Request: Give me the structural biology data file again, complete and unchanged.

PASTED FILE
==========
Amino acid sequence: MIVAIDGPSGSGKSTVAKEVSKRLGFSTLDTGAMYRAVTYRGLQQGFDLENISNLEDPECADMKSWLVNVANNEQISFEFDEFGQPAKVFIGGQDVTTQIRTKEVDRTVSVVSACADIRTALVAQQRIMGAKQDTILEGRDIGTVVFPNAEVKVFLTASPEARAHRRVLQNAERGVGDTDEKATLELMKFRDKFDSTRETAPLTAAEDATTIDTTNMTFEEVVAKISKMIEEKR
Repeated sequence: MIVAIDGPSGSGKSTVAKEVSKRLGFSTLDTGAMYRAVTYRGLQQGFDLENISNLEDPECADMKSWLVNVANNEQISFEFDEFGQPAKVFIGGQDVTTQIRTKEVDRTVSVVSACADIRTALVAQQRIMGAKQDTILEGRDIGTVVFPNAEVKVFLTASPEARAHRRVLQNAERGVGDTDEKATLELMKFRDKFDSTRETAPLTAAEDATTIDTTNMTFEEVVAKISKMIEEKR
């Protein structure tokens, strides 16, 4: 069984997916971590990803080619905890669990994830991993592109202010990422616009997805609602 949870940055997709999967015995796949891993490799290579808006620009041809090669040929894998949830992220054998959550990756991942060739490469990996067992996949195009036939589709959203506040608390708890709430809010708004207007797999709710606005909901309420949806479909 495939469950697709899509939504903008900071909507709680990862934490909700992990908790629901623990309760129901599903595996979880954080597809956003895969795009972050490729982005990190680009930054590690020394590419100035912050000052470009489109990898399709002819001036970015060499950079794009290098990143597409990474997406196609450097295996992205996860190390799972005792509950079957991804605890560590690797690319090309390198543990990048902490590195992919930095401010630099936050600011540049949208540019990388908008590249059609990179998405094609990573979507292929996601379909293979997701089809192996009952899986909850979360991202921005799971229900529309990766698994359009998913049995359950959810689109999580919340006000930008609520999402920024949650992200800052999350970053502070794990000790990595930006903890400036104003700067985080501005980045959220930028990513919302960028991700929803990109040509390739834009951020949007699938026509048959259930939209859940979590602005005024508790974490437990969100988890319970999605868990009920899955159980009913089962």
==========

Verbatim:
Amino acid sequence: MIVAIDGPSGSGKSTVAKEVSKRLGFSTLDTGAMYRAVTYRGLQQGFDLENISNLEDPECADMKSWLVNVANNEQISFEFDEFGQPAKVFIGGQDVTTQIRTKEVDRTVSVVSACADIRTALVAQQRIMGAKQDTILEGRDIGTVVFPNAEVKVFLTASPEARAHRRVLQNAERGVGDTDEKATLELMKFRDKFDSTRETAPLTAAEDATTIDTTNMTFEEVVAKISKMIEEKR
Repeated sequence: MIVAIDGPSGSGKSTVAKEVSKRLGFSTLDTGAMYRAVTYRGLQQGFDLENISNLEDPECADMKSWLVNVANNEQISFEFDEFGQPAKVFIGGQDVTTQIRTKEVDRTVSVVSACADIRTALVAQQRIMGAKQDTILEGRDIGTVVFPNAEVKVFLTASPEARAHRRVLQNAERGVGDTDEKATLELMKFRDKFDSTRETAPLTAAEDATTIDTTNMTFEEVVAKISKMIEEKR
């Protein structure tokens, strides 16, 4: 069984997916971590990803080619905890669990994830991993592109202010990422616009997805609602 949870940055997709999967015995796949891993490799290579808006620009041809090669040929894998949830992220054998959550990756991942060739490469990996067992996949195009036939589709959203506040608390708890709430809010708004207007797999709710606005909901309420949806479909 495939469950697709899509939504903008900071909507709680990862934490909700992990908790629901623990309760129901599903595996979880954080597809956003895969795009972050490729982005990190680009930054590690020394590419100035912050000052470009489109990898399709002819001036970015060499950079794009290098990143597409990474997406196609450097295996992205996860190390799972005792509950079957991804605890560590690797690319090309390198543990990048902490590195992919930095401010630099936050600011540049949208540019990388908008590249059609990179998405094609990573979507292929996601379909293979997701089809192996009952899986909850979360991202921005799971229900529309990766698994359009998913049995359950959810689109999580919340006000930008609520999402920024949650992200800052999350970053502070794990000790990595930006903890400036104003700067985080501005980045959220930028990513919302960028991700929803990109040509390739834009951020949007699938026509048959259930939209859940979590602005005024508790974490437990969100988890319970999605868990009920899955159980009913089962």